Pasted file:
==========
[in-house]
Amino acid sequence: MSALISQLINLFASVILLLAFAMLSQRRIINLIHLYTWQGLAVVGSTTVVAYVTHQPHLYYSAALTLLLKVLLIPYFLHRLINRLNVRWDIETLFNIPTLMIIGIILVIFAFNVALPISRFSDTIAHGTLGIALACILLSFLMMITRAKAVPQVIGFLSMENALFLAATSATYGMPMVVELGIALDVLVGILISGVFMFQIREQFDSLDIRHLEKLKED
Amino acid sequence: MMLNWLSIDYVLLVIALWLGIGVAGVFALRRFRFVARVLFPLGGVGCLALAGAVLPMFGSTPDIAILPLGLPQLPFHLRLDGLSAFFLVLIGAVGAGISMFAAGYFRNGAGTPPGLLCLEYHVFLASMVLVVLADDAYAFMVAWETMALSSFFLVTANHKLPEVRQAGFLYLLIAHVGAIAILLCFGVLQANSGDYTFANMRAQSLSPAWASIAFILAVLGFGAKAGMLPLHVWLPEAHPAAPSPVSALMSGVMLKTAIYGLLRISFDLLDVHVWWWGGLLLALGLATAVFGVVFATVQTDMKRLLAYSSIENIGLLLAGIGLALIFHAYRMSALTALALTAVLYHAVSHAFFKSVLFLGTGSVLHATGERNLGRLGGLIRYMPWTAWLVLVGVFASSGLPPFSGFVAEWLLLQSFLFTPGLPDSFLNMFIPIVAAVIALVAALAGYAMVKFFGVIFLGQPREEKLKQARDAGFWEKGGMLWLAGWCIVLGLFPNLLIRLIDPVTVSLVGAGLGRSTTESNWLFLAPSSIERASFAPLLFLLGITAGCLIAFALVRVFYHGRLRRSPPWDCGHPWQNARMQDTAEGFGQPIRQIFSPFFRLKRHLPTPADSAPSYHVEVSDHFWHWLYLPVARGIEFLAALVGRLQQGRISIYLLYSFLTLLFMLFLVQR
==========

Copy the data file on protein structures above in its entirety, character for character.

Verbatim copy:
[in-house]
Amino acid sequence: MSALISQLINLFASVILLLAFAMLSQRRIINLIHLYTWQGLAVVGSTTVVAYVTHQPHLYYSAALTLLLKVLLIPYFLHRLINRLNVRWDIETLFNIPTLMIIGIILVIFAFNVALPISRFSDTIAHGTLGIALACILLSFLMMITRAKAVPQVIGFLSMENALFLAATSATYGMPMVVELGIALDVLVGILISGVFMFQIREQFDSLDIRHLEKLKED
Amino acid sequence: MMLNWLSIDYVLLVIALWLGIGVAGVFALRRFRFVARVLFPLGGVGCLALAGAVLPMFGSTPDIAILPLGLPQLPFHLRLDGLSAFFLVLIGAVGAGISMFAAGYFRNGAGTPPGLLCLEYHVFLASMVLVVLADDAYAFMVAWETMALSSFFLVTANHKLPEVRQAGFLYLLIAHVGAIAILLCFGVLQANSGDYTFANMRAQSLSPAWASIAFILAVLGFGAKAGMLPLHVWLPEAHPAAPSPVSALMSGVMLKTAIYGLLRISFDLLDVHVWWWGGLLLALGLATAVFGVVFATVQTDMKRLLAYSSIENIGLLLAGIGLALIFHAYRMSALTALALTAVLYHAVSHAFFKSVLFLGTGSVLHATGERNLGRLGGLIRYMPWTAWLVLVGVFASSGLPPFSGFVAEWLLLQSFLFTPGLPDSFLNMFIPIVAAVIALVAALAGYAMVKFFGVIFLGQPREEKLKQARDAGFWEKGGMLWLAGWCIVLGLFPNLLIRLIDPVTVSLVGAGLGRSTTESNWLFLAPSSIERASFAPLLFLLGITAGCLIAFALVRVFYHGRLRRSPPWDCGHPWQNARMQDTAEGFGQPIRQIFSPFFRLKRHLPTPADSAPSYHVEVSDHFWHWLYLPVARGIEFLAALVGRLQQGRISIYLLYSFLTLLFMLFLVQR